Climate Change Treaties: Bring Your Lawyer

CAP’s Joseph Romm at Salon is doing God’s work (literally), namely, trying to figure out how to get China to reduce its carbon emissions. As they say, read the whole thing. But he makes a crucial legal mistake, which changes things.

Romm argues that the chances of a climate treaty are virtually nonexistent because

for all his talents, Obama can’t move the immovable conservatives in Congress. He can’t deliver the 67 Senate votes needed to approve any international treaty that is likely to come out of the UNFCCC negotiating process in Copenhagen. Yes, Democrats have expanded their majority in the Senate, edging close to the magical 60 votes needed to stop filibusters, and they just may get there on key issues with the help of the few remaining moderate Republicans.

But . . . the conservatives in Congress seem stuck in 1985, unwilling or unable to acknowledge the now painfully obvious reality of global warming or the remarkable advances that have been made in clean technologies. They lined up as a solid bloc against a U.S. climate bill and will surely do so until the last lump of coal can be pried from their submerged hot hands.

All true, except for the law. Romm assumes, as do many, that the Constitution requires 67 votes–or 2/3 of Senators–for a treaty. And why not? Article II, Section 2, Clause 2 of the Constitution says as much.

But over the last six decades, many of the most significant “treaties” have been enacted as “Congressional-Executive Agreements,” which only require simple majorities (and thus, in the Senate, 60 votes). These include NAFTA and American accession to the WTO. Since the Second World War, the United States has ratified over 16,000 agreements; only a little less than a thousand–around 6%–have been “treaties.”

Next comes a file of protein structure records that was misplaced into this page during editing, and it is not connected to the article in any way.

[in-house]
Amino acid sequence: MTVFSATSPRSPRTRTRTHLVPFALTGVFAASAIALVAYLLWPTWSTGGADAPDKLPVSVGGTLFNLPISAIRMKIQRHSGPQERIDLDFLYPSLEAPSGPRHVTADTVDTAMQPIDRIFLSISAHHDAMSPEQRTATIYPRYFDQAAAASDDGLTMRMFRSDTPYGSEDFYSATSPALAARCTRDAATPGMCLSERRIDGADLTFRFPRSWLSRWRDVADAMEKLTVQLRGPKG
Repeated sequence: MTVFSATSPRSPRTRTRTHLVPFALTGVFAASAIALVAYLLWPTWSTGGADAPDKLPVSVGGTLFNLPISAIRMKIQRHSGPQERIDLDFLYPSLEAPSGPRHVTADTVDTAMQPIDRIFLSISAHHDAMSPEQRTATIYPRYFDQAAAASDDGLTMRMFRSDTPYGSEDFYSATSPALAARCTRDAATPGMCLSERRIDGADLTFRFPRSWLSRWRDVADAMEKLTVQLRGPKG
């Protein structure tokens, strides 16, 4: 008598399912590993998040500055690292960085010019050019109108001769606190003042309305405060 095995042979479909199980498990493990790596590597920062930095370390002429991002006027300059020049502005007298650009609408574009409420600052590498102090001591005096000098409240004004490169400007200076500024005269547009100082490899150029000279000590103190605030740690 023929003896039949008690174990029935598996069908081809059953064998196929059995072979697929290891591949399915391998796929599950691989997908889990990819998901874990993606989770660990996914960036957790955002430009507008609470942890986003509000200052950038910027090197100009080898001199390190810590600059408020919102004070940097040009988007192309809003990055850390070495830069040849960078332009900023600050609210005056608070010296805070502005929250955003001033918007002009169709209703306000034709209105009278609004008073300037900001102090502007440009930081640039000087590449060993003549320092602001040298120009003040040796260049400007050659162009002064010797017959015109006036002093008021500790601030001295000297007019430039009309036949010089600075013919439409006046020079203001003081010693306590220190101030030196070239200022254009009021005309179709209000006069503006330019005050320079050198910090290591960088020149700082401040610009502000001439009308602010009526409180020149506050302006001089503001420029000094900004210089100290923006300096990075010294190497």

Thus, Obama doesn’t need 67 votes; he only needs 60. That’s hard, but it’s far more doable.

Author: Jonathan Zasloff

Jonathan Zasloff teaches Torts, Land Use, Environmental Law, Comparative Urban Planning Law, Legal History, and Public Policy Clinic - Land Use, the Environment and Local Government. He grew up and still lives in the San Fernando Valley, about which he remains immensely proud (to the mystification of his friends and colleagues). After graduating from Yale Law School, and while clerking for a federal appeals court judge in Boston, he decided to return to Los Angeles shortly after the January 1994 Northridge earthquake, reasoning that he would gladly risk tremors in order to avoid the average New England wind chill temperature of negative 55 degrees. Professor Zasloff has a keen interest in world politics; he holds a PhD in the history of American foreign policy from Harvard and an M.Phil. in International Relations from Cambridge University. Much of his recent work concerns the influence of lawyers and legalism in US external relations, and has published articles on these subjects in the New York University Law Review and the Yale Law Journal. More generally, his recent interests focus on the response of public institutions to social problems, and the role of ideology in framing policy responses. Professor Zasloff has long been active in state and local politics and policy. He recently co-authored an article discussing the relationship of Proposition 13 (California's landmark tax limitation initiative) and school finance reform, and served for several years as a senior policy advisor to the Speaker of California Assembly. His practice background reflects these interests: for two years, he represented welfare recipients attempting to obtain child care benefits and microbusinesses in low income areas. He then practiced for two more years at one of Los Angeles' leading public interest environmental and land use firms, challenging poorly planned development and working to expand the network of the city's urban park system. He currently serves as a member of the boards of the Santa Monica Mountains Conservancy (a state agency charged with purchasing and protecting open space), the Los Angeles Center for Law and Justice (the leading legal service firm for low-income clients in east Los Angeles), and Friends of Israel's Environment. Professor Zasloff's other major activity consists in explaining the Triangle Offense to his very patient wife, Kathy.